The Columbus Indiana Community Area Sustained Dialogue, now completing two full years of monthly sessions, focuses its work on identifying and addressing obstacles to and creating opportunities for economically challenged citizens to achieve self-sufficiency – economically, socially and emotionally. The dialogue has created a space that regularly attracts Columbus area residents from all sectors of the community: from city council to the socio-economically disadvantaged, from United Way to community center leaders, from landlords to renters and homeowners, from the police’ and sheriff’s offices, to employment agencies and transportation specialists to medical professionals and church leaders and members. The participants often describe this dialogue as “a wonderful space that WE have created,” working across social and institutional boundaries. Concrete actions include the development of a comprehensive program to ensure those ready to work have reliable transportation. More broadly, participants note that their dialogue continues to have a transformative impact on the local political climate, moving from confrontation to listening, and from listening to dialogue.
For almost a year in 2014 a diverse group of stakeholders in the controversial education reform movement in Puerto Rico requested SDI Associate Ramon Daubon’s help in organizing and moderating a slowly broadening dialogue separate from the contentious official policy process. The Corillo (“little choir”) dialogue broadened its participant base over time and was able to draft a basic document on the essentials of a public education that all parties can adhere to as a basis for broader discussion.
Daubon also collaborated with Foundation for Puerto Rico (FPR) and the multi-actor “Imagine Santurce”, a place-making initiative, to convene stakeholders in a variety of fields (e.g. education, transportation, unused properties, access to capital, the arts as convener) in order to reactivate the central business district of the city. Daubon moderated a monthly informative gathering where working groups reported on topical activities which had the potential to evolve into SD spaces.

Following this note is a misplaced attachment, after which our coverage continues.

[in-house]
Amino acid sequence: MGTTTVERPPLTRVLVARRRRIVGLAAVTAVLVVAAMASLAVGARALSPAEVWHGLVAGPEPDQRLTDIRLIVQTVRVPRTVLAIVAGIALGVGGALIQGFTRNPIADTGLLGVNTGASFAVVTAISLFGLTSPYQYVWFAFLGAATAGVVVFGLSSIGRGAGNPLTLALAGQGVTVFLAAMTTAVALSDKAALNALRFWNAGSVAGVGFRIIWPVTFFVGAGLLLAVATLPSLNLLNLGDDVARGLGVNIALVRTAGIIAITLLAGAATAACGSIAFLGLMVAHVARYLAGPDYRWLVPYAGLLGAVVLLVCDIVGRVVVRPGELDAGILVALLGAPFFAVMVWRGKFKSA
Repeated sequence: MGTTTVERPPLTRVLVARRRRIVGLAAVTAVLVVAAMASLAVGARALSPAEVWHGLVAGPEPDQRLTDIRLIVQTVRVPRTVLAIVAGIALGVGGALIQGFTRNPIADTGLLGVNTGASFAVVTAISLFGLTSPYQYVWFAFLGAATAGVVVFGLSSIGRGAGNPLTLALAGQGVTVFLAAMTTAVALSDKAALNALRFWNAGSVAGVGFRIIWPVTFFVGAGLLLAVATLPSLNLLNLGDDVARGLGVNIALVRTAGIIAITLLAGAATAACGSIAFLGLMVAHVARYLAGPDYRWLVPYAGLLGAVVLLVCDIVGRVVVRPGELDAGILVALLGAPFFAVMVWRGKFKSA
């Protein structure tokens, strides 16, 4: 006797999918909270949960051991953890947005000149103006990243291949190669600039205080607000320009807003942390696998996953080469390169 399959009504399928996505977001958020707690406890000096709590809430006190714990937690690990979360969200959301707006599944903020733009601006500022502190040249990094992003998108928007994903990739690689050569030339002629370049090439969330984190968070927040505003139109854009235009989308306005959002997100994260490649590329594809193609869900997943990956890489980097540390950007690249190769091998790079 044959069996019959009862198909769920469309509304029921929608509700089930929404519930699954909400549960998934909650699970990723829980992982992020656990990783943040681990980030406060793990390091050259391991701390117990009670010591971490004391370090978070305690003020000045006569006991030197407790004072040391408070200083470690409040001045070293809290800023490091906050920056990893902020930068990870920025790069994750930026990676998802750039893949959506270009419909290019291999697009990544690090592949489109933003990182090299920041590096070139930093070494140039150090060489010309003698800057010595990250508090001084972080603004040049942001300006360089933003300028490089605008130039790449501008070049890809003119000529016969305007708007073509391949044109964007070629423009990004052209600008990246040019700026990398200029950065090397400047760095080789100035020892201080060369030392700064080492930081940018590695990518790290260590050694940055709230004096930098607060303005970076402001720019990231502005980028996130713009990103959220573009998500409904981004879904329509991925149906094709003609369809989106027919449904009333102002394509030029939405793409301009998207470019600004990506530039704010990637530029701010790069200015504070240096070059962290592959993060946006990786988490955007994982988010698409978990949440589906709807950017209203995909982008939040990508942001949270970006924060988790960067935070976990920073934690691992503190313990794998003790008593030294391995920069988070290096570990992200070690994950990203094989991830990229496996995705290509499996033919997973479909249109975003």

Also in Santurce Daubon and a group of business students in a senior seminar on community development at Universidad Sagrado Corazón (USC) selected a sub-district around “calle Loiza” as a field case study. In collaboration with urban-planning students from MIT, the University of PR and a local design firm, the seminar is experimenting with applying to community settings design thinking strategies normally conceived for business or institutional settings. Parallel to SD’s practical evolution from national conflicts to communities to organizations to firms, the five-stage design thinking process (coincident with SD’s five stages) is here attempting to evolve in the opposite direction, from the firm to the civic. The conceptual contribution of design thinking is to have the participants in a dialogue see themselves as designers of an economic future that they—and only they—have yet to invent. The practices of design add a new dimension to the recurring ebb and flow motion of the SD stages.